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Holmes

Re: Am I the only one here that thinks this is not good?

"The problem is that if you break the law, you will eventually get caught and prosecuted."

... unless you're a banker, of course, you forgot to mention (where is the "money" icon ?)

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Re: Am I the only one here that thinks this is not good?

...though you may be defrocked.

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Re: Am I the only one here that thinks this is not good?

"The problem is that if you break the law, you will eventually get caught and prosecuted."

More accurately, if you *keep* breaking the law, you will eventually be caught and prosecuted. If this individual (or others) had pulled off perhaps just half a dozen of these attacks, they could have escaped capture forever apparently.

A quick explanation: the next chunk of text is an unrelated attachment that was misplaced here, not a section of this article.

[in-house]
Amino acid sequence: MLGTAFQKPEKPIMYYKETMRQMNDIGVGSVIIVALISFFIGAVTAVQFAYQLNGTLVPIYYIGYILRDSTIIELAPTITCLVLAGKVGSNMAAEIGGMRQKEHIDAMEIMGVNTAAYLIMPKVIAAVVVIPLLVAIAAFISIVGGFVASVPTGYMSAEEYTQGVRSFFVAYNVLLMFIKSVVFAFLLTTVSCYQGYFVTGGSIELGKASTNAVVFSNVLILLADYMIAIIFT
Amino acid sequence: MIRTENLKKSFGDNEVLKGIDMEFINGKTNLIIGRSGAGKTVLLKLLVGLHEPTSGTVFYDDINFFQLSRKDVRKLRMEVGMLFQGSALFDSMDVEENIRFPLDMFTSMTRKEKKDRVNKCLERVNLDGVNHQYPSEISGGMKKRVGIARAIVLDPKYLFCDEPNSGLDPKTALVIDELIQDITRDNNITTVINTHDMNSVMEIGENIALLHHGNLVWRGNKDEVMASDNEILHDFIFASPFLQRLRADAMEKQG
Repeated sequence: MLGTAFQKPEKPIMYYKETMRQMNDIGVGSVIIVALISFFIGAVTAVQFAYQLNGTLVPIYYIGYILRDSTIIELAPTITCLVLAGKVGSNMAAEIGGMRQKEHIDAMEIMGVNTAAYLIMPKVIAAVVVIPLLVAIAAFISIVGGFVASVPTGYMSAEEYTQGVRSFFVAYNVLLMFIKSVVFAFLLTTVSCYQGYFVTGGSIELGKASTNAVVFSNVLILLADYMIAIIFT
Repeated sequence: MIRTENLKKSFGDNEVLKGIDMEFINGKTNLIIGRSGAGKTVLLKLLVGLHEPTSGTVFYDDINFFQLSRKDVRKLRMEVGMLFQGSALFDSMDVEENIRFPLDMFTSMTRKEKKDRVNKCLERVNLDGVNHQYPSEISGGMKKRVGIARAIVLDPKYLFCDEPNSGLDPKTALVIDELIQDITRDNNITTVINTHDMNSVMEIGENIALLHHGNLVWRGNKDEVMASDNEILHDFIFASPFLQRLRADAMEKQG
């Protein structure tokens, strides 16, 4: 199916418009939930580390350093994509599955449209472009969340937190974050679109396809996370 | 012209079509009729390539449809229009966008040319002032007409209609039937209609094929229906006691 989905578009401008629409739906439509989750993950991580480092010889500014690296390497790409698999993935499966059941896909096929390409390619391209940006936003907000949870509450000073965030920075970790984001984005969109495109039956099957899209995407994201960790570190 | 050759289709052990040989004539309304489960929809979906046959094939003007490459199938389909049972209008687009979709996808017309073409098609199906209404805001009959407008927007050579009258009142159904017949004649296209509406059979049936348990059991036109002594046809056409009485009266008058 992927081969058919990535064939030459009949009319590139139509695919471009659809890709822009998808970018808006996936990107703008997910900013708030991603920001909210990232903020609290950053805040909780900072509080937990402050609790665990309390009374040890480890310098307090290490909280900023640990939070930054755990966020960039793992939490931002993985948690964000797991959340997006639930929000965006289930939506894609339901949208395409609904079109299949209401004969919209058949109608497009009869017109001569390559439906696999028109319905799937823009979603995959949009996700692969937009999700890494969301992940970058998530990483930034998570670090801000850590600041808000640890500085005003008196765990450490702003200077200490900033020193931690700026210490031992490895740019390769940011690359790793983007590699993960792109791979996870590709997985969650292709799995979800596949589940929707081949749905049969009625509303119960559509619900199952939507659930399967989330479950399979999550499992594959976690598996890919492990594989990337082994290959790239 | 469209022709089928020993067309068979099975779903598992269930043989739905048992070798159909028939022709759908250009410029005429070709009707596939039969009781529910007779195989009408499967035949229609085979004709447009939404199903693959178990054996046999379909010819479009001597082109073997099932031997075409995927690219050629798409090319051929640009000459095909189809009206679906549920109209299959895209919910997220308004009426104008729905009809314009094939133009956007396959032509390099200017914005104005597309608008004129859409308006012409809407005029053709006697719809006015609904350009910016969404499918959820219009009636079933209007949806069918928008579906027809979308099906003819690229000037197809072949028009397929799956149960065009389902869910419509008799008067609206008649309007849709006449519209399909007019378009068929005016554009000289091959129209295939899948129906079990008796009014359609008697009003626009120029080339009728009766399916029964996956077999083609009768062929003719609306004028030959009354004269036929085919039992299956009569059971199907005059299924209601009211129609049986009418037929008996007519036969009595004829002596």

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Flame

I'd hate to be the poor pleb who has to type out these case documents every time some skiddie gets arrested.

"Joe Blowme aka blob aka dack aka hump aka x aka y aka z aka this aka that aka other..."

I'd want to burn things too after all that.

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@Nuk

You .fav editor probably supports macros of some kind. Look it up.

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If three sit down to talk revolution ...

... two are fools, and the third is a police spy.

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Happy

Re: If three sit down to talk revolution ...

....two are fools and the third is a former fool!

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FAIL

[..] Garda officer had forwarded work emails to a personal account

See icon. Epic, and no messing.

Unless of course, the Feds knew that they were monitoring that Garda officer's email, and got them to forward the email deliberately.